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I am setting up a new EC2 instance. As part of this, I need to move a large file (100GB) up to EC2 from our colo data center. (E.g. the colo site has lots of bandwidth....).

My EC2 instance has a large EBS volume, so I have a place to put it.

I tried robocopy, but that was taking forever. Now I am trying teracopy, but this appears it will take 12 hours. (it is clocking 1.8MB/s right now) (Both robocopy and teracopy work using Windows file shares.)

  • Colo data center: Lots and lots of bandwidth (30-60mbps outbound or more)
  • EC2 instance: m1.medium instance

What are the options for moving this faster?

Thank you!

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What size AWS instance? Bigger ones get more bandwidth. How big's the pipe on your end? – ceejayoz Sep 16 '13 at 16:46
@ceejayoz OP revised – samsmith Sep 16 '13 at 17:03
are you doing this over a windows file share? – Matt Sep 16 '13 at 18:03
60mbps - megabit. You call that lots and lots of bandwidth? Seriously? Like 1990? 1gigabit would be good today. Your data center should facilitate fast copy operations. – TomTom Sep 16 '13 at 18:58
That is 60 megabits of actual, available, bandwidth ... not 1 megabit. Full gigabit is rarely seen all the way out of the data center to the wild, as there are other traffic generators, usually on both ends. – samsmith Sep 16 '13 at 19:18

My first move would be trying a much larger instance. m1.mediums have "moderate" network performance.

Something like the hi1.4xlarge would give you a 10 gigabit connection to AWS's network. If testing with one doesn't show better performance, the bottleneck isn't AWS.

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Thanks, I see what you refer to. Seems like I almost want a direct connection from "outside" AWS to EBS just to push data. Then connect the EBS volume to whatever instance..... (rather than having to go through an instance to EBS) – samsmith Sep 16 '13 at 17:43
Yep. Make your EBS volume on a huge instance, then attach it to a more normally sized instance later. You'll pay a few bucks for the transfer but it'll be dramatically faster. – ceejayoz Sep 16 '13 at 17:44
Those refer to LAN network speeds which will generally be well in excess of net bandwidth. I can pull 6-10MB/s down to a t1.micro instance off the internet. See… – Matt Sep 16 '13 at 19:02
OK, spun up an xlarge.... and not seeing any faster perf. This may mean the bottleneck is elsewhere (but, as I have never seen xlarge be faster, it does not help indicate where the bottleneck is). – samsmith Sep 16 '13 at 21:26
Using both SMB1 (file share) and ftp, I found identical throughput to medium and xlarge instances from the cloud. – samsmith Sep 16 '13 at 23:02

You can test the Amazon link and EBS volume by downloading something off a large mirror site in the same geographical region as your instance. My t1.micro instance in the EU can get ~6-9MB/s from In US-West on a micro I can get 2-4MB/s from

Try doing your transfer with something like FTP/SCP/SFTP which might be a bit quicker than CIFS over a WAN link, especially if you have an older version of Windows at either end.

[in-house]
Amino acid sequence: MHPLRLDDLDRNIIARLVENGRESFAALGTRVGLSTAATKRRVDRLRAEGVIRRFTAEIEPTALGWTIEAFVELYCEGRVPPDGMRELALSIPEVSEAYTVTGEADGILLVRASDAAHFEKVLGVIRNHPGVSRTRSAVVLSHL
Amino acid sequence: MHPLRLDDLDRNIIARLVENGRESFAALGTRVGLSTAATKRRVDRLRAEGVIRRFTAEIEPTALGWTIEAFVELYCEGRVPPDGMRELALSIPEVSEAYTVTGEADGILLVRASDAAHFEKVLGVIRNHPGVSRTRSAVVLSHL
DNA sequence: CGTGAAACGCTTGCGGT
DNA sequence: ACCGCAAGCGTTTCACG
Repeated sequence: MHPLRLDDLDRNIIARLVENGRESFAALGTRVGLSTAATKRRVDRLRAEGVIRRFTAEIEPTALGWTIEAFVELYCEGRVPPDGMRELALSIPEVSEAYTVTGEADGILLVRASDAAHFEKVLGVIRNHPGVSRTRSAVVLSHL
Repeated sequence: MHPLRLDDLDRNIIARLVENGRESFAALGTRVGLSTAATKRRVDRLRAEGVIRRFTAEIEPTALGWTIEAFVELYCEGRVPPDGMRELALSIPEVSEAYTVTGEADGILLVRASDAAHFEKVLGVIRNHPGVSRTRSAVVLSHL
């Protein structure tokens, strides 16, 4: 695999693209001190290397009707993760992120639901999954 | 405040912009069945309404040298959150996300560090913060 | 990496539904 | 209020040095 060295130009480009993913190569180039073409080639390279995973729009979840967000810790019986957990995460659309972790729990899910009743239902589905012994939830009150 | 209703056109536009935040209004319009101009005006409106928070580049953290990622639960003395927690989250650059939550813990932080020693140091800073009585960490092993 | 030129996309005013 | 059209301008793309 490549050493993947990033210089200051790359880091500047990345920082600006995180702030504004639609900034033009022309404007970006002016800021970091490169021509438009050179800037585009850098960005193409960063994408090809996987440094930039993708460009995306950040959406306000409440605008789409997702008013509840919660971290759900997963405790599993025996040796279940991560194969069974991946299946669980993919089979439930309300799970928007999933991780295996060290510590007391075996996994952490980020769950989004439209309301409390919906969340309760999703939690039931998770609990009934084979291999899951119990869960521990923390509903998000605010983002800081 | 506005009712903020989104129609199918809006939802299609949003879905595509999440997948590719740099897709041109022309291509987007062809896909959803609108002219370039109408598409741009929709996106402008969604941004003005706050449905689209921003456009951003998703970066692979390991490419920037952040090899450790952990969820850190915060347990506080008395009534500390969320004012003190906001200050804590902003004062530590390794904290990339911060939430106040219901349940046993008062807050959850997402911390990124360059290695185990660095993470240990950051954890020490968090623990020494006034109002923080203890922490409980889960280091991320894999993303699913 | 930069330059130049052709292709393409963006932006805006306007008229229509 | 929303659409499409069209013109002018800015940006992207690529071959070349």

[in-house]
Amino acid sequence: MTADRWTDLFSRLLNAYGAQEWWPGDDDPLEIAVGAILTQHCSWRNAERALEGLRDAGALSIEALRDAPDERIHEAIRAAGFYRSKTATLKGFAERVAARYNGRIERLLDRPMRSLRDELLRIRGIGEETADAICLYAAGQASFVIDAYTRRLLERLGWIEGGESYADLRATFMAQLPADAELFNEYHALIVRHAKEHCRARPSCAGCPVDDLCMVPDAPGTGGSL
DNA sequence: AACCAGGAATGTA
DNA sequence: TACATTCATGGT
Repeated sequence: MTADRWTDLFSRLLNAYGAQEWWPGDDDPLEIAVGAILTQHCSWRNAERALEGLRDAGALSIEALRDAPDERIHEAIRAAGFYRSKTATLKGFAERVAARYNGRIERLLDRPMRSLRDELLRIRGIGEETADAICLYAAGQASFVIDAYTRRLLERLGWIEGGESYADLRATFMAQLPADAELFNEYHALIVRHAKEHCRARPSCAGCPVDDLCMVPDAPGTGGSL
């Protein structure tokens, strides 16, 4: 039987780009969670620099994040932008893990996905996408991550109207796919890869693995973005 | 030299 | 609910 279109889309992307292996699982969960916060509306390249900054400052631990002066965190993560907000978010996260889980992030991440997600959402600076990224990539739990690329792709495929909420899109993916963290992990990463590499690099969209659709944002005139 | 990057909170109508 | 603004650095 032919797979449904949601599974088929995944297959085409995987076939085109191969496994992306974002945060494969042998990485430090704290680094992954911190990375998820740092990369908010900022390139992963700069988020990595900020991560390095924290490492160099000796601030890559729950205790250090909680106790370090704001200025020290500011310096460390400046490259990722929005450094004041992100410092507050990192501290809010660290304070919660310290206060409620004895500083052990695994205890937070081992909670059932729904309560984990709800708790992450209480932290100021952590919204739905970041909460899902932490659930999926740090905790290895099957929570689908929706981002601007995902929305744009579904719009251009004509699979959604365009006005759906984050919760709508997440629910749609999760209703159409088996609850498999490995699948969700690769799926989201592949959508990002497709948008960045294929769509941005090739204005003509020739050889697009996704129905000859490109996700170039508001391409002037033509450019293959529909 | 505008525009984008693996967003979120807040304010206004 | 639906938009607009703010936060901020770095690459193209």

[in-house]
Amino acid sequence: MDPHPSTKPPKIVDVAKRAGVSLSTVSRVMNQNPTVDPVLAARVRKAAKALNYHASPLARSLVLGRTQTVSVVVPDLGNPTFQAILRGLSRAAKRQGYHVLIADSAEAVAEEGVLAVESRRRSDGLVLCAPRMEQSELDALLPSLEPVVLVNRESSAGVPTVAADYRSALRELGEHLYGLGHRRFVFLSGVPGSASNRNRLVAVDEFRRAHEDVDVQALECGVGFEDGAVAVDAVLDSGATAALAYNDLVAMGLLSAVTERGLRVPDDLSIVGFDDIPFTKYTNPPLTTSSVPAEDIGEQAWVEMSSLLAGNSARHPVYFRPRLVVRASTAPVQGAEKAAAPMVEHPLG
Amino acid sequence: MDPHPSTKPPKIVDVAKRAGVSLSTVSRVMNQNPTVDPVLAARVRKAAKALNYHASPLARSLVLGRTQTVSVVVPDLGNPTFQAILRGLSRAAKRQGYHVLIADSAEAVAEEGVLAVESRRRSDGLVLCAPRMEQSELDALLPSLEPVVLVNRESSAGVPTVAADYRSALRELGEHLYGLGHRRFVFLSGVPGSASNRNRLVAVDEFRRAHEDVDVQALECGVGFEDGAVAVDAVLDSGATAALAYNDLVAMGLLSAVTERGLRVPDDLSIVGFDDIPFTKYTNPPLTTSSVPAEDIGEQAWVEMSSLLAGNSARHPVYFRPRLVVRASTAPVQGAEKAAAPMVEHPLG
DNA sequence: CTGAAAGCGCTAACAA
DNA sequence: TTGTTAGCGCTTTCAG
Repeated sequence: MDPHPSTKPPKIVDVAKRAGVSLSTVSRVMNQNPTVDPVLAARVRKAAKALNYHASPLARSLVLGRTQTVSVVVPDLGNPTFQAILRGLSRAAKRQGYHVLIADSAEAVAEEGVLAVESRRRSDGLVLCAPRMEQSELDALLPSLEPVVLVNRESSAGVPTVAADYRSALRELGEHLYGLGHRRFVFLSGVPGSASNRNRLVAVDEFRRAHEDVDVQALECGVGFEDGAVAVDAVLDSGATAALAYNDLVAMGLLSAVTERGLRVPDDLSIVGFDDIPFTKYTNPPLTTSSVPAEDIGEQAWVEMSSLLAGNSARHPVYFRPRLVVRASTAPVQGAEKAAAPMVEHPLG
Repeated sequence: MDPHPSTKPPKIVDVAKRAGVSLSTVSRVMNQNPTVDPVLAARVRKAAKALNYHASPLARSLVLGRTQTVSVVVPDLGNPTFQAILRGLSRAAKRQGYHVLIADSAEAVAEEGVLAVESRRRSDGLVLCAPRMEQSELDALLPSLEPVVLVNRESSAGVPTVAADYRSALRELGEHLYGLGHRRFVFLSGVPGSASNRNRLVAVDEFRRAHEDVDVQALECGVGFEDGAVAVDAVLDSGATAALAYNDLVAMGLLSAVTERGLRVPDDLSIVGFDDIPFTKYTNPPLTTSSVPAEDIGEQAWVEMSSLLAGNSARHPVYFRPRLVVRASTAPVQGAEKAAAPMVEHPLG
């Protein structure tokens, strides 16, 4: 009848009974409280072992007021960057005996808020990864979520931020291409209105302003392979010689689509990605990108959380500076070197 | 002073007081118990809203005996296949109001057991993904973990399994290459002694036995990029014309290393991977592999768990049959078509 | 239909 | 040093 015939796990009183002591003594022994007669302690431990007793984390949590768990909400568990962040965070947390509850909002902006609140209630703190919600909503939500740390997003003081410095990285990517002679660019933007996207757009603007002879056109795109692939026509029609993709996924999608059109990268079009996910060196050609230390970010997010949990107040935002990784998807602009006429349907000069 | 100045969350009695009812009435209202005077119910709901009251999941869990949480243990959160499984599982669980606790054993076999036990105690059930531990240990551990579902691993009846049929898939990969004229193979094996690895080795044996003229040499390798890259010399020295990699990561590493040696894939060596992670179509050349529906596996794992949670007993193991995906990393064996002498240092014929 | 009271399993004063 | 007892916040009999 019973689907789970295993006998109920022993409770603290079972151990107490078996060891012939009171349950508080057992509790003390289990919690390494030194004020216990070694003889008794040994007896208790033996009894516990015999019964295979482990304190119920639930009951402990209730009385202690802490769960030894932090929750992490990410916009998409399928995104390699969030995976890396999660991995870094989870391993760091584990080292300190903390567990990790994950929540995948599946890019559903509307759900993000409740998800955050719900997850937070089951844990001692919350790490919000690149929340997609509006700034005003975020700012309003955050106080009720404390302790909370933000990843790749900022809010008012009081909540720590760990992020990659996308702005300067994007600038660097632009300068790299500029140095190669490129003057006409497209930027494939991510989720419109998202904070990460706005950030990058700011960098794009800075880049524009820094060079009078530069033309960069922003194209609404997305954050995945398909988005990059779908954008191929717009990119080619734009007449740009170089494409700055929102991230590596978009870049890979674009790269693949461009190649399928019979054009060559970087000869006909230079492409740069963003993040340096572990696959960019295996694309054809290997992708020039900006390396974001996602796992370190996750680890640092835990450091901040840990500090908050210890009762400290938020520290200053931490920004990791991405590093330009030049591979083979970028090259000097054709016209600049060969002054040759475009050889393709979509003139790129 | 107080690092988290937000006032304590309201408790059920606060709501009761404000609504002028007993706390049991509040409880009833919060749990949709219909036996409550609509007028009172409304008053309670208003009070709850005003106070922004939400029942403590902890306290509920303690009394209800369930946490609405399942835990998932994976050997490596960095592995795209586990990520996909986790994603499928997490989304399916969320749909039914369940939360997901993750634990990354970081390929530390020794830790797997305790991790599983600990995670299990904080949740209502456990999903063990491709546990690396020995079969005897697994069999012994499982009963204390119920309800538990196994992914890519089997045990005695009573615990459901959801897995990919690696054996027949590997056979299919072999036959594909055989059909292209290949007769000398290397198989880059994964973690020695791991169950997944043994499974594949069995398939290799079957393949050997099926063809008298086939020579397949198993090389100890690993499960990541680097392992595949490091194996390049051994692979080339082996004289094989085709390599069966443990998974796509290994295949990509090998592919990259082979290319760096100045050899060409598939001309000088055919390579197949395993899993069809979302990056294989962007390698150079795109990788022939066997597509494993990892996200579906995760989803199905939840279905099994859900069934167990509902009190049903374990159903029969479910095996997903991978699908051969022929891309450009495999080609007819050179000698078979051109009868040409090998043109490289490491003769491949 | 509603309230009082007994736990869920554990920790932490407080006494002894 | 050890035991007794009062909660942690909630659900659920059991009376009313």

If there is anything else going out the colo link, 1.8 MB isn't that far from the bandwidth you quoted. You might be able to eek some more out of the link by splitting the file into chunks and running the copy for each chunk in parallel. ymmv depending on what is limiting the bandwidth.

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Alternately, you can snail-mail your data:

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up vote 2 down vote accepted


Issue looks to be as follows: robocopy and teracopy are going over file share. And.... since the servers are win2003 on one side and win2012 on the other, we are stuck on SMB1 which is not ideal for WAN transfers like this. (If both sides were Win2008 or higher, SMB2 would be auto negotiated, which is allegedly ideal for transfers like this.)

So we fired up ftp instead, using filezilla as the ftp server and filezilla ftp client. Annnnnnnnnnnd.... the results are in:

  • 3-4 hour estimated transfer time
  • 6.4MB/s

This is up from the robocopy / teracopy results which were

  • 12 hours
  • 1.8MB/s

We tested both the robocopy / teracopy and ftp solutions against both EC2 medium and xlarge instances and saw no difference at all in throughput based on the EC2 instance type. The only difference was in the protocol used to move data. (If there is a delta in throughput in "from the cloud" traffic, the bottleneck is somewhere I can't see.)

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It's possible that using CIFS/SMB was causing it to use sync writes rather than async, therefore it was waiting for a response after each filesystem block write instead of queuing up a lot at once. FTP transfers work as a stream so it doesn't employ the concept of writing filesystem blocks one by one. – Paccc Sep 18 '13 at 18:43

Move it via S3.

It's almost 2 years later, and EC2 network performance in and out is still not great. It is actually faster to move via S3 even though this is an extra hop. I am in Sydney.

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